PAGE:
Shadow work

Shadow work

Dealing with your own mental and emotional baggage whilst on a YTT course. By Patricia Ramirez

Let’s be real. You’ve got to be a tough cookie to join a YTT programme. When one chooses to immerse themselves in the world of yoga, one is challenged on every level: mentally, emotionally, physically, and spiritually. Don’t get me wrong, it is an incredibly beautiful, transformative process, but it’s not always going to feel like ‘love and light’, nor should it.

While everyone’s process is unique, I’ve seen a common pattern over the past five years of training and observing YTTs. The deeper one gets into yoga, the more one will typically go through a roller coaster of all kinds of inner experiences, both light and dark.

One of the biggest lessons I’ve learned from my own yoga training experience is that you need to acknowledge the dark before you strive for the light, or else your ‘healing’ is happening solely on a superficial level and not from its roots.

The reason for this is because yoga is a form of shadow work.

This means that yogic tools affect the depths of the psyche, specifically because of how these tools rewire the brain and unconscious mind. Because yoga at its core is a process of purification, this includes purifying psycho-emotional shadows out of your system. In order to overcome these shadows and properly integrate them for your growth, you have to face and challenge them first; yoga gives people the opportunity to do so.

Some of the best ways to help you progress through this journey of yogic shadow work is through awareness, self-care, and seeking support when needed.

Firstly, just having knowledge of the basic psychological mechanics behind yoga can be helpful in navigating the shadows that will come up during a YTT. This can prepare you and give you the understanding as to why your baggage bubbles to the surface throughout your training. I recommend doing some research on spiritual bypassing, shadow work, and yoga psychology.

The baggage, by the way, can manifest itself in various forms and looks different for everyone depending on your own unique life experiences and personality. For example, you may notice it when you have fears or avoidance around certain poses even though you have the strength and capacity to do the pose.

Confidence issues and imposter syndrome can manifest around teaching. Body image issues and perfectionism may come up if you find yourself trying to do poses ‘perfectly’. Unexpected and intense emotions from past experiences that you didn’t realise you were holding onto may reveal themselves.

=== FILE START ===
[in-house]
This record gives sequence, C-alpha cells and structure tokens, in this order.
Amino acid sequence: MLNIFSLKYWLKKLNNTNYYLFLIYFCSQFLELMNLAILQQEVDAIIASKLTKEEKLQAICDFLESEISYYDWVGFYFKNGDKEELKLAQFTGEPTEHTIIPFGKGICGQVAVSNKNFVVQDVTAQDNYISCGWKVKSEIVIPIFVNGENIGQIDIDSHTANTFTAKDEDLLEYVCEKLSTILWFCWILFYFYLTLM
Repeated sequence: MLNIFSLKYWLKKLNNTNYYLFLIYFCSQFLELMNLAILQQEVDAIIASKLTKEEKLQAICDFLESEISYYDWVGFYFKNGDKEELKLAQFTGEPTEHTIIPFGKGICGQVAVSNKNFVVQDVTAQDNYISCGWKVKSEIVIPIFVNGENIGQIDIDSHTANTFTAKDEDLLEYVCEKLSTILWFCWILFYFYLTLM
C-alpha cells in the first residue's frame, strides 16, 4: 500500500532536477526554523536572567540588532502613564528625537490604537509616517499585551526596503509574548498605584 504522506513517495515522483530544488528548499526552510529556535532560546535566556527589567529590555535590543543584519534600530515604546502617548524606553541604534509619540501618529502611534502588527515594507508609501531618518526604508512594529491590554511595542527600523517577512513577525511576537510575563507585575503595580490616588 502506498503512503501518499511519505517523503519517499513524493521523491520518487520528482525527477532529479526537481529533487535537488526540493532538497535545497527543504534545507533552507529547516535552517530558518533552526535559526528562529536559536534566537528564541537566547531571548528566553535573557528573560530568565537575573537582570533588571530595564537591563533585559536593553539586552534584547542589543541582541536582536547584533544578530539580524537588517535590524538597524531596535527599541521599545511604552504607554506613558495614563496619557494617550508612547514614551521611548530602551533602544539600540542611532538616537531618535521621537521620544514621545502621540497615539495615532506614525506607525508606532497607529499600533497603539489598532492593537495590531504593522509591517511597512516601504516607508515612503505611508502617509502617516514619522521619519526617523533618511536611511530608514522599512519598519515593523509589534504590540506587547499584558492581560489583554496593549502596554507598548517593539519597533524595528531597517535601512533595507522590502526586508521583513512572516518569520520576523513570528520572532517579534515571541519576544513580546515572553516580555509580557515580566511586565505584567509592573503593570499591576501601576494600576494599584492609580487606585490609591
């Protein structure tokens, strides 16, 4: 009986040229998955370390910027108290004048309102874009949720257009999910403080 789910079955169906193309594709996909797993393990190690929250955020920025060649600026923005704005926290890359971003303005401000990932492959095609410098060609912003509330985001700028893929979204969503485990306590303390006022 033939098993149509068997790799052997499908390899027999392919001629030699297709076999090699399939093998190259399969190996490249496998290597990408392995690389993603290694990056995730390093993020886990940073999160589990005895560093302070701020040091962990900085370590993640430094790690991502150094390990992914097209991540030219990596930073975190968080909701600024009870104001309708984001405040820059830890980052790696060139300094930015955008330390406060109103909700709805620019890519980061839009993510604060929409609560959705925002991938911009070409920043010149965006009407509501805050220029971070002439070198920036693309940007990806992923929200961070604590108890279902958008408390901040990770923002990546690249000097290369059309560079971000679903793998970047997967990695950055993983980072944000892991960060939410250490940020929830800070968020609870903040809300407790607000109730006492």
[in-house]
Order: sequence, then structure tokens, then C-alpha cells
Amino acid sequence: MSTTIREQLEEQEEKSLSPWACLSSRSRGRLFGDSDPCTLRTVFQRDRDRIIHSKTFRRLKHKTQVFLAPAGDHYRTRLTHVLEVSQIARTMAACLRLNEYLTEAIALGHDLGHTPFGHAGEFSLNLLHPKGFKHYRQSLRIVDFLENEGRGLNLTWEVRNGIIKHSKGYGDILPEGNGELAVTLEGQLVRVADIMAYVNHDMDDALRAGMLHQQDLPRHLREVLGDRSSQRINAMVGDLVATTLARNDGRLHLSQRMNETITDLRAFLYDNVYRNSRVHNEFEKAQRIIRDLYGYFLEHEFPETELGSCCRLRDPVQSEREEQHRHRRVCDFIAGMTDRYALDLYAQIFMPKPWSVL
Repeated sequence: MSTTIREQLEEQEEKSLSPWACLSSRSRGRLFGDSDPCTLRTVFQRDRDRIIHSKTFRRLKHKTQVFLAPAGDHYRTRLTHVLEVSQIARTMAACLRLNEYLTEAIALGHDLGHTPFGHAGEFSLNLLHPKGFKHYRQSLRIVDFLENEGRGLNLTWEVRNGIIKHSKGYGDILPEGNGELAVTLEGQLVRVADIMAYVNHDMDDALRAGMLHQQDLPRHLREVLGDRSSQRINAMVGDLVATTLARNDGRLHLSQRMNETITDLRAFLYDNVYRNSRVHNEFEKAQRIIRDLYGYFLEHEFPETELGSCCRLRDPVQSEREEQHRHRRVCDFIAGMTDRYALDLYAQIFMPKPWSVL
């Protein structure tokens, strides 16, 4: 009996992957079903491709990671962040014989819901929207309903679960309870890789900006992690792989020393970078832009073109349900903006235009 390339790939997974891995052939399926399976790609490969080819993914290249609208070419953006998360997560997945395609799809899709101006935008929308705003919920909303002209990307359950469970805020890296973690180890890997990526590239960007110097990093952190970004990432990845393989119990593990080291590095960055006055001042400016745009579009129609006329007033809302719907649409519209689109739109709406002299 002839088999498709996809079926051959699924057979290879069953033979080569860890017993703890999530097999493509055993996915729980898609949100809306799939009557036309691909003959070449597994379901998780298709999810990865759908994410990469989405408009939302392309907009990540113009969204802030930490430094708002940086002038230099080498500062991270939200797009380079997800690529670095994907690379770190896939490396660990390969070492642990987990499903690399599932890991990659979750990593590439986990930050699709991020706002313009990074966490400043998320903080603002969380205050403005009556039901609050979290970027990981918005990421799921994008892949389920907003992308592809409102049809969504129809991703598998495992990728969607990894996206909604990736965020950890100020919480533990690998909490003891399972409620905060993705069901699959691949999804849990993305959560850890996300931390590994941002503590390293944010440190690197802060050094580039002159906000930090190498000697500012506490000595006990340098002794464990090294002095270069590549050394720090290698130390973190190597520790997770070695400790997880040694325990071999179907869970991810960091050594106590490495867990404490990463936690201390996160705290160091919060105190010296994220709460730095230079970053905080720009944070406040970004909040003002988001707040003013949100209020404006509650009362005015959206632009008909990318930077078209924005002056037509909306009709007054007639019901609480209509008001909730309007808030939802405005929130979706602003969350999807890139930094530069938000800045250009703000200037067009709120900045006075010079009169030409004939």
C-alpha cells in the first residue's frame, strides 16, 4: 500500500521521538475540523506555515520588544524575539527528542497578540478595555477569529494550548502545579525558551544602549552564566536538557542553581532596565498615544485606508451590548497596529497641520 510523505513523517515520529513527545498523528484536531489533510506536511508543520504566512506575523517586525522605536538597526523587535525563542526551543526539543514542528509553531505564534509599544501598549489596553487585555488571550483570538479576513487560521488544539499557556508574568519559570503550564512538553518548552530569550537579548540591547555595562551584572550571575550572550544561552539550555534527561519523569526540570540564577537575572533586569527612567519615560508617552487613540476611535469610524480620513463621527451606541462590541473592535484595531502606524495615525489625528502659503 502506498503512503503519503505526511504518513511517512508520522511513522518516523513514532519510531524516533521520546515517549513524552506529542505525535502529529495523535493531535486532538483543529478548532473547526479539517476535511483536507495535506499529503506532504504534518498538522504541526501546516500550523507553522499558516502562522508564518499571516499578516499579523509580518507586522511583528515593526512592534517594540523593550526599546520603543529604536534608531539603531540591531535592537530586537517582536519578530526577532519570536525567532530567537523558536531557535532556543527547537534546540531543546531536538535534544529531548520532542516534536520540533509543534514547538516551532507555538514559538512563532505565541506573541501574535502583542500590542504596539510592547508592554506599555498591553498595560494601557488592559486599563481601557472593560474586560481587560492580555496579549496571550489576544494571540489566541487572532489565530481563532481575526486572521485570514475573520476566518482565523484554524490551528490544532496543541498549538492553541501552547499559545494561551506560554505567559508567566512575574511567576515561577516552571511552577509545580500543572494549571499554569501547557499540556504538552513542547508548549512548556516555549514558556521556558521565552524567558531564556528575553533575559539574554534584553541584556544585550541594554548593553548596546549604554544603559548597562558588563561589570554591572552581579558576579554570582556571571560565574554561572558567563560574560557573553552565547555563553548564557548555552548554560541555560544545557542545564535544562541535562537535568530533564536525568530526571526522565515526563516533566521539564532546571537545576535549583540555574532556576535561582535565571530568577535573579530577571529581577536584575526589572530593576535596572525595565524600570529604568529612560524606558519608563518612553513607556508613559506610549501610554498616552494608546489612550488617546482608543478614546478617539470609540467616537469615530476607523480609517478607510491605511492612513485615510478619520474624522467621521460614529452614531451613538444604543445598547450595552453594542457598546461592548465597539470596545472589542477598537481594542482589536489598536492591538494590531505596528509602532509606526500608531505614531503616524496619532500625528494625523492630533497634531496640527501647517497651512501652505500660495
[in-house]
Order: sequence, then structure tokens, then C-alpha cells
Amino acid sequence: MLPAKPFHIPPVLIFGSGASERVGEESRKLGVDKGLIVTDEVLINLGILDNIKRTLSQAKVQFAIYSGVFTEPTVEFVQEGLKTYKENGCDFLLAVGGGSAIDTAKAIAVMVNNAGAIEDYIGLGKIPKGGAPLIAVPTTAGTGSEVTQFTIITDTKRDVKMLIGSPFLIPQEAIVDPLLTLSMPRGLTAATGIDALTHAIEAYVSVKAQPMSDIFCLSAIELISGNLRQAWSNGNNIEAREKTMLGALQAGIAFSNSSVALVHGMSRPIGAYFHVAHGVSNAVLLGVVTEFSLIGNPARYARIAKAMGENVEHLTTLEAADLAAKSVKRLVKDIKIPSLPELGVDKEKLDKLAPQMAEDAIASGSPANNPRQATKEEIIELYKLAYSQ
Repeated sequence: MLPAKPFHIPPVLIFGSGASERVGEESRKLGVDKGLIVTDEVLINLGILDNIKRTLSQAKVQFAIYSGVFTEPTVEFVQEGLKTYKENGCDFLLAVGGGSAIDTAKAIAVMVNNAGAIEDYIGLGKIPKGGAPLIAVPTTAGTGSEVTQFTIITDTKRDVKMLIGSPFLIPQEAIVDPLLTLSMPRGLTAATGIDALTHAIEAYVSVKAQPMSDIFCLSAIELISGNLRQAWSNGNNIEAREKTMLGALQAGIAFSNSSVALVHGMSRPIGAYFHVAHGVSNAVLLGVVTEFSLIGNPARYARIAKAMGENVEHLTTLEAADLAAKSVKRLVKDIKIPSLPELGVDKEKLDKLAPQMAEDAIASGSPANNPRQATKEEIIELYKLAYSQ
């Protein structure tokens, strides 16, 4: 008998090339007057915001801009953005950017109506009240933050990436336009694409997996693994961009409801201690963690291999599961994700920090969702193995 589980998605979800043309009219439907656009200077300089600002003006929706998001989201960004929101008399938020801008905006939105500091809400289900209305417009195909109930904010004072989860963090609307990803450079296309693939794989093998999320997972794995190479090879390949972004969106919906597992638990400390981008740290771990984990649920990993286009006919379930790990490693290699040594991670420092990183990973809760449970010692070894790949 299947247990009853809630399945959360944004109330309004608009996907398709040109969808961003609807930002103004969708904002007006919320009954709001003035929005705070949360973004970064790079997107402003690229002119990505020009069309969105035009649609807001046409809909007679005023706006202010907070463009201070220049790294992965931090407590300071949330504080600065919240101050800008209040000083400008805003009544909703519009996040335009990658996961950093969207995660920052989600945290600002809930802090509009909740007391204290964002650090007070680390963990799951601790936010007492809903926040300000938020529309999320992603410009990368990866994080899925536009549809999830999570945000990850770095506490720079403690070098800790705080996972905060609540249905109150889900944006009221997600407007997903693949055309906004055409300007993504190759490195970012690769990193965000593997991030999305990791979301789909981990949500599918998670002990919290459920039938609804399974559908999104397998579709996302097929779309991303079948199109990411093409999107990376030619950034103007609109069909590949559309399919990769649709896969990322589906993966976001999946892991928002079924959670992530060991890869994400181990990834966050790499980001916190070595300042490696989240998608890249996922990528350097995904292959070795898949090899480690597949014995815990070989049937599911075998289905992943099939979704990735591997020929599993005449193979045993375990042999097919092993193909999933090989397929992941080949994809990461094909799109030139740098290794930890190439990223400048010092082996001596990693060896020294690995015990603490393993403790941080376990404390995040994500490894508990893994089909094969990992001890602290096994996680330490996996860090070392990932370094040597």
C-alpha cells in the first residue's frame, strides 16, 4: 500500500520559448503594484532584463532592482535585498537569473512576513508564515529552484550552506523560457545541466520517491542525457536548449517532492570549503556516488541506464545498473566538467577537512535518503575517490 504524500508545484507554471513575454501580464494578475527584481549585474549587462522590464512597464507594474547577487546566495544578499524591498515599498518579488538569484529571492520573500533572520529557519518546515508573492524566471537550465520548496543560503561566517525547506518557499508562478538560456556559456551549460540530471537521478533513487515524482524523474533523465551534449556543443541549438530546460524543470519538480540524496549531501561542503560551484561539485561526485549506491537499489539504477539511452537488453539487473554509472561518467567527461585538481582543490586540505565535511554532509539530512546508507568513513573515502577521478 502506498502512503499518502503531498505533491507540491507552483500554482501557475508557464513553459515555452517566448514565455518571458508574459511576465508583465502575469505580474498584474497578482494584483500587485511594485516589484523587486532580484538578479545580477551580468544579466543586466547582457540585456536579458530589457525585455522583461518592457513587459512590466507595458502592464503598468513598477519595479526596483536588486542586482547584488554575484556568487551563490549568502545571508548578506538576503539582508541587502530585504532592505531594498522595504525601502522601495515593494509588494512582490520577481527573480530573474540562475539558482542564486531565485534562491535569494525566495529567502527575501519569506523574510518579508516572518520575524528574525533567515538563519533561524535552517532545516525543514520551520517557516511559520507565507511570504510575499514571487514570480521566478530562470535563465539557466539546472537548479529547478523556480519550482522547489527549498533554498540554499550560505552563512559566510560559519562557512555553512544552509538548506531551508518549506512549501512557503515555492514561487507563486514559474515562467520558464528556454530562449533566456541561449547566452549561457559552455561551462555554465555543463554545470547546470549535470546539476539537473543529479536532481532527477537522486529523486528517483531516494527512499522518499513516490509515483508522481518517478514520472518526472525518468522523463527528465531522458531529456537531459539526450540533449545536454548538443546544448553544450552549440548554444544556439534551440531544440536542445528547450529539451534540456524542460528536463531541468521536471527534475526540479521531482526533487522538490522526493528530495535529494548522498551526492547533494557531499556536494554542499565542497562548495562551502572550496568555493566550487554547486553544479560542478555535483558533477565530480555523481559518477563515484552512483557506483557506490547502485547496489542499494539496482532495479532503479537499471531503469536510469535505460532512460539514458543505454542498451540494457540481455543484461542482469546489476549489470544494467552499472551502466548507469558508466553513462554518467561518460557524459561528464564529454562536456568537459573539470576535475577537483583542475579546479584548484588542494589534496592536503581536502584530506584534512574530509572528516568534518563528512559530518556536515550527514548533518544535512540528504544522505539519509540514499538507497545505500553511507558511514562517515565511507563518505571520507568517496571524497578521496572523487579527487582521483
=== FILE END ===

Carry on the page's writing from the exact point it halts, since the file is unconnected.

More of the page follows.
Secondly, while support within the training and yogic tools are helpful, I also highly recommend, if at all possible, to find yourself a life coach, therapist, or mentor who understands psychospirituality, yogic concepts or the yoga teacher training process. It can be useful to have an outside professional perspective help you process your experiences in a personalised way. An insidious shadow, known as ‘spiritual bypassing’, can happen very easily when diving deeper into spiritual and yogic concepts. So having someone hold you accountable in your perception of the world as you advance in your spiritual studies can help to avoid accidental bypassing of your own emotions and baggage.

Thirdly, reflection practices are another great way to integrate and ground your experiences. This can include daily journaling and close monitoring of your thoughts, emotions, and behaviours as you go through your training.

Fourthly, I like to encourage trainees to have different forms of connecting away from yoga, whether that be through dance, spending time in nature, other forms of exercise, and activities that promote creativity. Staying focused and disciplined on your yoga journey is essential, but make sure you don’t lose yourself in the process either. Stay grounded in your other areas of life and interests.

Lastly, be gentle with yourself as you notice your baggage coming up. Come back to your breath throughout your day, rest when you need to, and seek support from trustworthy individuals to talk about what you’re going through when you need to. If it ever seems like what’s coming up for you is too overwhelming or concerning, seeking professional mental health support is sometimes a necessary option.

Patricia Ramirez is a Yoga Psychology Teacher, Flower Essence + Transpersonal Life Coach, Chakradance facilitator, and founder of the new flower essences and women’s wellness business, Alchemy Drops Wellness (

Shadow work

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